Bad Faith: What Is It?
Bad faith is a term used in various areas of the law. It is the standard for one litigant pointing their finger at their adversary and saying “you are not dealing with the issue fairly.”
The term “bad faith” does not simply pertain to bad judgment or negligence. Rather, it implies the conscious doing of a wrong because of dishonest purpose or moral obliquity. “Bad faith” is different from negligence in that it contemplates a state of mind affirmatively operating with furtive design or ill will.
Black’s Law Dictionary defines “bad faith” as “the opposite of good faith, generally implying or involving actual or constructive fraud, or a design to mislead or deceive another, or a neglect or refusal to fulfill some duty to some contractual obligation not prompted by an honest mistake as to one’s rights or duties, but by some interested or sinister motive.”
Nevertheless, the meaning and application of the term “bad faith” must be determined within the context of the particular matter being considered. A party’s alleged bad-faith actions must be “solely for the purpose of harassment, delay, or malicious injury.”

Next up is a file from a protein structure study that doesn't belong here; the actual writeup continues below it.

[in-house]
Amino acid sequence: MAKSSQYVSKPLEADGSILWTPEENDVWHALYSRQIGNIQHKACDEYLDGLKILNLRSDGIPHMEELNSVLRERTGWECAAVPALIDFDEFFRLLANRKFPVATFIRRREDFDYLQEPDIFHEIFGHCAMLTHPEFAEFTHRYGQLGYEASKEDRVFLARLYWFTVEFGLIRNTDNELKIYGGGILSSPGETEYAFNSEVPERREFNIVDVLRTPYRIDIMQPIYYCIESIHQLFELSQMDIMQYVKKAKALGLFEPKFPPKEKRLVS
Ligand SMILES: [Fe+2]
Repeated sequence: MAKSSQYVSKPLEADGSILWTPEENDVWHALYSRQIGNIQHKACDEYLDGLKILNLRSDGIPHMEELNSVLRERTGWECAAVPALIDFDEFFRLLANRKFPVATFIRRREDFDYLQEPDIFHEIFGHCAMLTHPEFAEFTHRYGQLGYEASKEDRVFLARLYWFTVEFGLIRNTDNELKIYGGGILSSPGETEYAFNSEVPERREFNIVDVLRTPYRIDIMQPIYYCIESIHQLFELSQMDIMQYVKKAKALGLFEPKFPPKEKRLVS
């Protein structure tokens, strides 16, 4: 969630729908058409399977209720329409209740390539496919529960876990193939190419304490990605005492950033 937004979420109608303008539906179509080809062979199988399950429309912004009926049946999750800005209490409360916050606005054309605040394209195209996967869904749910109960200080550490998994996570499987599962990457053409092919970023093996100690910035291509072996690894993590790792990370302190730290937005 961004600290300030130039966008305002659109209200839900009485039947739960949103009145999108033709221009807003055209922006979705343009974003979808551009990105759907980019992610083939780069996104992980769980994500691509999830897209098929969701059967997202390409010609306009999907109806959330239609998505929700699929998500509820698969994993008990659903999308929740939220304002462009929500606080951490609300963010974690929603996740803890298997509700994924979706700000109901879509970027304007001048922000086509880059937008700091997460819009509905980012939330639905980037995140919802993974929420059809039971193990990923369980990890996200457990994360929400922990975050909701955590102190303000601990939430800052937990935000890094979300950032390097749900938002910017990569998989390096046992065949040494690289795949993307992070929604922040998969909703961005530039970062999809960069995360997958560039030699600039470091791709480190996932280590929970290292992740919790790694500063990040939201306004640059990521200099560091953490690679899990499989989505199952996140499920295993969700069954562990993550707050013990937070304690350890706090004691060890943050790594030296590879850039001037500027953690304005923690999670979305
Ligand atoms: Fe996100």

Bad faith, therefore, imports a dishonest purpose. It contains the element of intent to do wrong in some degree, actual or necessarily inferable.
Bad faith can be an issue in family law or real estate law case.
Are you buying or a selling a home? Are you considering a pre-nuptial agreement, a divorce, a custody arrangement?
Let’s discuss your matter during a confidential consultation. Please call 908-946-8227 and ask for Stefanie Gagliardi or contact me at Stefanie@gmnj-legal.com.
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